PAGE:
A child presents to your primary care clinic, who is a three-day old exclusively breast-fed female of European descent born at 36 weeks gestation.  Pregnancy, labor, delivery, and post-natal course were uncomplicated.  Mom’s blood type was A+, and this is her first child.  The infant was discharged at 24 hours of life, and her bilirubin level at that time was 6mg/dL, all indirect, which corresponded to a low intermediate risk level for developing severe hyperbilirubinemia.  She appears jaundiced on exam, and you note that she has lost approximately 8% of her birth weight.  Her current total serum bilirubin is 12mg/dL, all indirect.  You continue to trend bilirubin levels in your office throughout the week.  Her total bilirubin level peaks on day of life four and is down-trending by day of life six. What is the most likely etiology of her jaundice?

A. Breast milk jaundice

B. Breastfeeding jaundice

C. ABO incompatibility

D. Biliary atresia

E. G6PD deficiency

 

The correct answer is B, Breastfeeding jaundice.

 

Answer Choice B: Breastfeeding Jaundice

Over 60% of healthy newborns will develop jaundice.  The first step in any question about jaundice is to determine if the bilirubin is direct or indirect.  Breastfeeding jaundice is a form of indirect hyperbilirubinemia which develops between day of life two to four, peaks between day of life four to five, and typically resolves by two weeks of life.  Breastfeeding jaundice is mainly caused by inadequate milk intake.

 

Answer Choice A: Breast Milk Jaundice

This answer is easy to mix up with breast milk jaundice, which was answer A.  Breast milk jaundice develops later in life.  Breast milk jaundice is also a cause of indirect hyperbilirubinemia and peaks on day of life five to fifteen and can take up to 12 weeks to resolve.  In contrast to breast feeding jaundice, these infants are usually feeding well with good weight gain.

 

Answer Choice C: ABO Incompatibility

While ABO incompatibility is another cause of indirect hyperbilirubinemia, it is essentially ruled out in this situation as mom’s blood type is A+.  ABO incompatibility should primarily be considered in infants born to mothers whose blood is type O.

 

Answer Choice D: Biliary Atresia

This is incorrect as it is a cause of direct hyperbilirubinemia as compared to indirect hyperbilirubinemia.  To learn more about this, feel free to look at our episode on direct hyperbilirubinemia.

 

Answer Choice E: Glucose-6-Phosphate Dehydrogenase Deficiency

Finally, G6PD, or glucose-6-phosphate dehydrogenase, deficiency, is another cause of indirect hyperbilirubinemia which is unlikely in this infant.  G6PD deficiency is an X-linked recessive genetic condition that is most common in males of African, Asian, Middle Eastern, and Mediterranean descent.  In the United States, African American males are the most commonly affected.  G6PD deficiency increases the vulnerability of erythrocytes to oxidative stress.  Fava beans and oxidative medications, including many sulfa medications and nitrofurantoin, should be avoided in G6PD deficiency as these may trigger an acute hemolytic reaction.  Fava beans and oxidative medications must also be avoided in breastfeeding mothers as they may be transmitted through breast milk and lead to a hemolytic reaction in the infant.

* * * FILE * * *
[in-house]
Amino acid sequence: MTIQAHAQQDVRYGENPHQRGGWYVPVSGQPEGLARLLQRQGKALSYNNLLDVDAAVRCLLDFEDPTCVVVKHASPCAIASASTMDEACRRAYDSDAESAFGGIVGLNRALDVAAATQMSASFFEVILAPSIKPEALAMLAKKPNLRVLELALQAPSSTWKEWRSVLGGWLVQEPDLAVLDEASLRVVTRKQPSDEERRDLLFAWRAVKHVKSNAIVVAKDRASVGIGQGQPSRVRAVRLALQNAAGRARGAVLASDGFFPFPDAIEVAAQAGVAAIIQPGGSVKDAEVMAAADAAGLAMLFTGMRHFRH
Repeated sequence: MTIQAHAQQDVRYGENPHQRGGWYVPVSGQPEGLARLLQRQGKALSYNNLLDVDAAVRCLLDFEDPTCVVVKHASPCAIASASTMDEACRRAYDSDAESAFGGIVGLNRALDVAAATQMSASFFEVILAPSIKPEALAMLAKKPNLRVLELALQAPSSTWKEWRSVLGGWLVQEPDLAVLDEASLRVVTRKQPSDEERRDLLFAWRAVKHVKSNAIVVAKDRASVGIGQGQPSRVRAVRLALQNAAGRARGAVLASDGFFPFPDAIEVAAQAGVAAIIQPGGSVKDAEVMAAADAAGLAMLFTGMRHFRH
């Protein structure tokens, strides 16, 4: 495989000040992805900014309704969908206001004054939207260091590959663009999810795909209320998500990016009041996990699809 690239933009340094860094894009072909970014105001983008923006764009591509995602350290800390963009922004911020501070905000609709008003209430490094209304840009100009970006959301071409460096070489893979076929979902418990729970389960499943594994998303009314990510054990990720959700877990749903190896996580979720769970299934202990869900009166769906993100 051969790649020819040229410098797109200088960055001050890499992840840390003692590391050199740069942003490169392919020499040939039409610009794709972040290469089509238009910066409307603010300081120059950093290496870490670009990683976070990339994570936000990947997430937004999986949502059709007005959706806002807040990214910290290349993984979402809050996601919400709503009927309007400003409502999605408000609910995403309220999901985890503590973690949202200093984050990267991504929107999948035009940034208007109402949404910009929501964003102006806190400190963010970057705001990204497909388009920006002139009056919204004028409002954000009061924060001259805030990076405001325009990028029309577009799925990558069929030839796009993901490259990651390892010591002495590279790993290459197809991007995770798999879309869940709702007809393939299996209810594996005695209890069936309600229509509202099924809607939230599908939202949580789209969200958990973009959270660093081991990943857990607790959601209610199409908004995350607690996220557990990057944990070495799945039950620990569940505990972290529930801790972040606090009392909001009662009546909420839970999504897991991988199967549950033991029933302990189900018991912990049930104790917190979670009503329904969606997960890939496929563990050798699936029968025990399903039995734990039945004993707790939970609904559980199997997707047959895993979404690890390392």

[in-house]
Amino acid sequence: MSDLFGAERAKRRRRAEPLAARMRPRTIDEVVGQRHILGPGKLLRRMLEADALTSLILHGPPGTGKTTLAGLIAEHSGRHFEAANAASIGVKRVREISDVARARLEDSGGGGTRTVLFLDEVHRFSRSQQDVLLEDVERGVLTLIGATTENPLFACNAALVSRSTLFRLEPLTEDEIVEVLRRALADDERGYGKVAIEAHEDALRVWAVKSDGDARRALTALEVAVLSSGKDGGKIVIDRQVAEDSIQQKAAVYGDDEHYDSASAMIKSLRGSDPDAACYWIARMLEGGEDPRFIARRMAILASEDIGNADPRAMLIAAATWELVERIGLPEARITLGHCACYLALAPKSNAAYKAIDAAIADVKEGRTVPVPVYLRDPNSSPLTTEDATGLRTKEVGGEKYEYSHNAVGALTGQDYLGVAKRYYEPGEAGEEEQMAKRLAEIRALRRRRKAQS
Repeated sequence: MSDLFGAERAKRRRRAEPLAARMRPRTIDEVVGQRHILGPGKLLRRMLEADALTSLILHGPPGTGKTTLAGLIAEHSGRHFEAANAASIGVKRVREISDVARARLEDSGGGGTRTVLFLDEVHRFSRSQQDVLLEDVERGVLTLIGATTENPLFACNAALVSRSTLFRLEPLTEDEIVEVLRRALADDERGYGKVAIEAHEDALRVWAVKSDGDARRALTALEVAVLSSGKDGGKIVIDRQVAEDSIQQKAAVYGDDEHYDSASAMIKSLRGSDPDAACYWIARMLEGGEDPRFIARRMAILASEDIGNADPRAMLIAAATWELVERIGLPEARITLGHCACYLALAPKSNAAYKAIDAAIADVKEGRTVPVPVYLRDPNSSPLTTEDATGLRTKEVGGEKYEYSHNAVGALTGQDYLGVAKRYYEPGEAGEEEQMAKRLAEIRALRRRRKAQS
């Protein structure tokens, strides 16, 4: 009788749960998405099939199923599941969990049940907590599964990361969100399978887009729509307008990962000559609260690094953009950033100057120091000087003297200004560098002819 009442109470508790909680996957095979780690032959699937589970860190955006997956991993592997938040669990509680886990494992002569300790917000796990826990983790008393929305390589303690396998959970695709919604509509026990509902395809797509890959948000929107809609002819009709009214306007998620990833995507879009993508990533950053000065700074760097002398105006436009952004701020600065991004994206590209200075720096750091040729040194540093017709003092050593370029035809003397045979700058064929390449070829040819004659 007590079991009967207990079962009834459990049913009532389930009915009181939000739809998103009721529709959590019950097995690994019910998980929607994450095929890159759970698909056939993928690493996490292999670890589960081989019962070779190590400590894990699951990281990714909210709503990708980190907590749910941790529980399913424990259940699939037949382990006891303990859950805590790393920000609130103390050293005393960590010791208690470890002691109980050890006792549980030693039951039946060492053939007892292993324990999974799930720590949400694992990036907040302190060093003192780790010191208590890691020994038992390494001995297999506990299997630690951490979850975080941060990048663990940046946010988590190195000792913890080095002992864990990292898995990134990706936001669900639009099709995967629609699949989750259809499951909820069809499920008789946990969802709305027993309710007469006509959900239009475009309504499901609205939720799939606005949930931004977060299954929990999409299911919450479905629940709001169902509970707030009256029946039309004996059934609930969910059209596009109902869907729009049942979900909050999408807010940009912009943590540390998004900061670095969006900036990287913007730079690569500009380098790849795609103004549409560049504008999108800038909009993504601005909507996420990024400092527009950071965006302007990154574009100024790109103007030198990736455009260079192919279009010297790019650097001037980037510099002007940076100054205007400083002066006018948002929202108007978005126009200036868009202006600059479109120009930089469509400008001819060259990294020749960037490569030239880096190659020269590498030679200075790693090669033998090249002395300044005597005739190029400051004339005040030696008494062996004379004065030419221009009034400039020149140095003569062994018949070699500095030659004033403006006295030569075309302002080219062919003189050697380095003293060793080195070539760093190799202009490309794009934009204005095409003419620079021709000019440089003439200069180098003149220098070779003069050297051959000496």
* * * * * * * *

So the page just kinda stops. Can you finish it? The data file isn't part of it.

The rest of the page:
Here are some additional points about hyperbilirubinemia:

  1. The AAP recommends that any infant discharged at 24 hours of life or younger should be seen by their PCP by 72 hours of life.  
  2. Major risk factors for the development of severe hyperbilirubinemia include:
  • Jaundice in the first 24 hours of life
  • Blood group incompatibility with a positive direct Coomb’s test
  • Prematurity
  • Previous siblings requiring phototherapy
  • Cephalohematomas or other bruising
  • Exclusive breastfeeding
  • Infants of East Asian descent

 

Resources

  1. American Academy of Pediatrics Subcommittee on Hyperbilirubinemia. Management of hyperbilirubinemia in the newborn infant 35 or more weeks of gestation. Pediatrics. 2004 Jul;114(1):297-316. doi: 10.1542/peds.114.1.297. Erratum in: Pediatrics. 2004 Oct;114(4):1138. PMID: 15231951.
  2. Maisels, MJ. Neonatal Jaundice. Pediatrics in Review Dec 2006, 27 (12) 443-454; DOI: 10.1542/pir.27-12-443.
  3. Anderson, NB, Calkins, KL. Neonatal Indirect Hyperbilirubinemia. NeoReviews Nov 2020, 21 (11) e749-e760; DOI: 10.1542/neo.21-11-e749.
  4. Drugs and Lactation Database (LactMed) [Internet]. Bethesda (MD): National Library of Medicine (US); 2006-. Fava Beans. [Updated 2018 Dec 3]. Available from: https://www.ncbi.nlm.nih.gov/books/NBK532498/.
  5. Frank JE. Diagnosis and management of G6PD deficiency. Am Fam Physician. 2005 Oct 1;72(7):1277-82. PMID: 16225031.
  6. Kaplan M, Hammerman C. Glucose-6-Phosphate Dehydrogenase Deficiency: A Worldwide Potential Cause of Severe Neonatal Hyperbilirubinemia. NeoReviews Feb 2000, 1 (2) e32-e39; DOI: 10.1542/neo.1-2-e32.
  7. Koosha A, Rafizadeh B. Evaluation of neonatal indirect hyperbilirubinaemia at Zanjan Province of Iran in 2001-2003: prevalence of glucose-6-phosphate dehydrogenase deficiency. Singapore Med J. 2007 May;48(5):424-8. PMID: 17453100.

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